Object #1011331 from MS-Papers-0032-0581

6 pages written 8 Mar 1858 by Thomas Henry Smith to Sir Donald McLean

From: Inward letters - Thomas Henry Smith, Reference Number MS-Papers-0032-0581 (69 digitised items). Letters written from Auckland, Maketu, on board SS Egmont off Napier; on board SS Lord Ashley off Napier, 1856-1872. Includes piece-level inventory, 1856-1866 (excludes letters from 1969 accession)

A transcription/translation of this document (by ATL) appears below.

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English (ATL)

Mar. 8th. 1858.

Dear McLean,

We are beginning to think of you as preparing for return to Auckland as I presume you will wish to be here a little before the meeting of the Assembly. There is little to tell you and that little Rogan has no doubt already told. You will be glad to hear that the Pakiri block is settled. After two or three days of discussion and manoeuvring to raise price etc. the money (£800) was paid in one sum to Kiri who marched off with it in high glee. Not however before we had secured the signatures of Makoare, Henara, Hori Te More, Arama Karaka, Paikea and others to a deed conveying the land to Her Gracious Majesty. Rogan has also brought his negotiations for the Ikaranganui and Matakohe blocks to a successful termination and has handed over the sums of £500 and £2,000, respectively in consideration for these blocks. The ''Laws'' are not yet out of hand I had to give two days to the revision of the 'Introduction', going thro' the re-translation into English with Whitaker. Fenton has gone off to the Waikato leaving the whole upon me -correction of the press etc. etc. His Excellency is most impatient to get the book out before the end of the month but I doubt if the printers will be able to do it. I write to you in Wellington assuming you to be there as a matter of course. There are a few letters which I hope to refer to you by this opportunity. One a long explanatory essay from Tamihana of Otaki in reference to the occurrence which took place there in connection with a proposed marriage and which resulted in Mr. St. Hills declining to visit Otaki again, at least, until certain conditions should be complied with. We are going on smoothly in the office but I shall be most glad to see you here again, there are many points requiring your consideration. There is a talk of a great meeting likely to take place at the junction of the Waikato and Waipa but the time is uncertain. Some judicious person is wanted to attend it on behalf of the Government. Purchas thinks that, if well managed, this meeting might be turned to good and result in the handing over the house built for the ''King'' to the Govt. as a Court House. He says however that as a medium of communication with that party Fenton would be worse than useless, that he has so completely made himself a party man that the tribes who have been connected with the King movement would not listen to him for a moment. Tioriori has been down here and has received every sttention he has got a loan to help him complete his mill and one of £15 to purchase a small flock of sheep which he purposes trying to keep at Maungatautari. Archdn. Brown who was here a short time since told me that he had conversed with Wm. Thompson of Matamata on the subject of the Maori King - and found that he had quice given it up - having come to the conclusion that the thing could not be carried out. There is to be a meeting at ''Puketapapa'' (I think) in a few days, to ''kohikohi moui'' for a public fund, so Purchas has been informed.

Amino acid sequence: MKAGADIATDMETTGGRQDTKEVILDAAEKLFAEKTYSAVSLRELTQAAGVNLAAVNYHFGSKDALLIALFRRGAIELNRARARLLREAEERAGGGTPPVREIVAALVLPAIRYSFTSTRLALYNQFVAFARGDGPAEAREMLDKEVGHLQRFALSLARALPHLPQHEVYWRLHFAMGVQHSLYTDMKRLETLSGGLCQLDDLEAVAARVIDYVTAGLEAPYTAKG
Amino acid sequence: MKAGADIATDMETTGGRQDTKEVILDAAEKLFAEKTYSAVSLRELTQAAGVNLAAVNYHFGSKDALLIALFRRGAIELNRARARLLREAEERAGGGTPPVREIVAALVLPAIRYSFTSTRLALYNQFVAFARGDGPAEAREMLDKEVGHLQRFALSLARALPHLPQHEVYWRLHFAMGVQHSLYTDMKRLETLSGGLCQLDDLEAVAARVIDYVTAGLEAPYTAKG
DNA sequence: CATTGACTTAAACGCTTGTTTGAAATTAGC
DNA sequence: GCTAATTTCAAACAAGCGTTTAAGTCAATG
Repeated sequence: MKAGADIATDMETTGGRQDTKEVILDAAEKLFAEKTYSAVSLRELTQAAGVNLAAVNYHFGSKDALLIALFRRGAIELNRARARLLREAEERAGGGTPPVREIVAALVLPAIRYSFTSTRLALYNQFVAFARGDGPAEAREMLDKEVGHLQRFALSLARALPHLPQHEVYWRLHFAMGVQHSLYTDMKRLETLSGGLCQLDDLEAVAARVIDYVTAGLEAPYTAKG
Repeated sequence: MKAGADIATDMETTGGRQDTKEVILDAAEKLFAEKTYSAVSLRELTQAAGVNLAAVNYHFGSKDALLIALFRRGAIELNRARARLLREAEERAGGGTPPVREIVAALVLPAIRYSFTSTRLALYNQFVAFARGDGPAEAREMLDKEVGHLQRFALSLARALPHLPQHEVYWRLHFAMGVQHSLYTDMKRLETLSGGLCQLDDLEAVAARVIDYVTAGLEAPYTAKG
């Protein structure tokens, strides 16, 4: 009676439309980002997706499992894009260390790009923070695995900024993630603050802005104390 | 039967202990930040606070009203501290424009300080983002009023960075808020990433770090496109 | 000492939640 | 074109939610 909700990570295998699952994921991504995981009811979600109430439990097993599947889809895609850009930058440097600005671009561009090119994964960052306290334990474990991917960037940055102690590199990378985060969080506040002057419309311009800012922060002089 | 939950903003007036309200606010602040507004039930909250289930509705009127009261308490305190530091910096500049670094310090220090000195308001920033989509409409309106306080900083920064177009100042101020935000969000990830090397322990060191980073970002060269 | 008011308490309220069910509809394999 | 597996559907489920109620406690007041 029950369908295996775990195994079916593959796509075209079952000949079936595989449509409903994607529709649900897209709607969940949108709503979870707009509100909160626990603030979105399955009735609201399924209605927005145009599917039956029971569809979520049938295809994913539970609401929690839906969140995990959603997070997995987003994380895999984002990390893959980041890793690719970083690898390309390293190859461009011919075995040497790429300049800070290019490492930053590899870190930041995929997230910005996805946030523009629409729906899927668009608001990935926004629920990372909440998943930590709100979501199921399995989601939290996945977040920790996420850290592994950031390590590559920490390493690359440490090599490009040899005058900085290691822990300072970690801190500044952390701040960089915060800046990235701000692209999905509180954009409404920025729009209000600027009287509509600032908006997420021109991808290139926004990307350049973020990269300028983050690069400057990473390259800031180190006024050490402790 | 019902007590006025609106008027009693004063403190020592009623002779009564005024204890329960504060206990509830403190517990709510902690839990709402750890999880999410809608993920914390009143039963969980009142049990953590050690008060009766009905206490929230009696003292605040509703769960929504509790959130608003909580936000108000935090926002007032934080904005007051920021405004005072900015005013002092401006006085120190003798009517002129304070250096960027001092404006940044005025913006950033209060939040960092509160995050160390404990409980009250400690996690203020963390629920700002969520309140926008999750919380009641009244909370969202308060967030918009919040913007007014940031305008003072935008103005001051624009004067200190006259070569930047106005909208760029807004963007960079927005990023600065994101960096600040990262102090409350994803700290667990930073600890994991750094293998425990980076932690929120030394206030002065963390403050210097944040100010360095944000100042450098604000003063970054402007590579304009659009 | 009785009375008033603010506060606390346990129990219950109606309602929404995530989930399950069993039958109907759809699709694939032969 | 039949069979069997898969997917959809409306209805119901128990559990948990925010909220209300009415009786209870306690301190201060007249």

Since writing the above I have received yours of the 22nd. Feb. which leaves me in some doubt as to your present whereabouts. I shall however send to Wellington as I suppose if you go there at all you must be there before the mail reaches. I post a letter addressed to you from Col. Wynyard. The question of altering the civil list and appropriating to other purposes the £7,000 at present given to the-schools is likely to be decided by leaving matters as they were. The Ministry are determined to keep what they have and to make H.E. come to them for every penny required by him.

Chief Justice Arney has arrived. Almost his first act was to sentence an unhappy fellow creature to the extreme penalty of the law - he was much afflicted.

Dr. Sicnlair has not yet returned.

We are keeping Rogan here, until your return. He is then to go to Puke kohe - so say Ministers. Friend tells me he has his accounts well up and is ready to produce what the Assembly are likely to call for. In the midst of the usual whirl and buzz and called at least a dozen ways at once -

Believe me
Very sincerely yours,
Thos. H. Smith.

P.S. Please give my respects to Mr. Strong. T.H.S.

The expenditure of the £5,000 you ask for will be forwarded by this day's post.

Part of:
Inward letters - Thomas Henry Smith, Reference Number MS-Papers-0032-0581 (69 digitised items)
Series 1 Inward letters (English), Reference Number Series 1 Inward letters (English) (14501 digitised items)
McLean Papers, Reference Number MS-Group-1551 (30238 digitised items)

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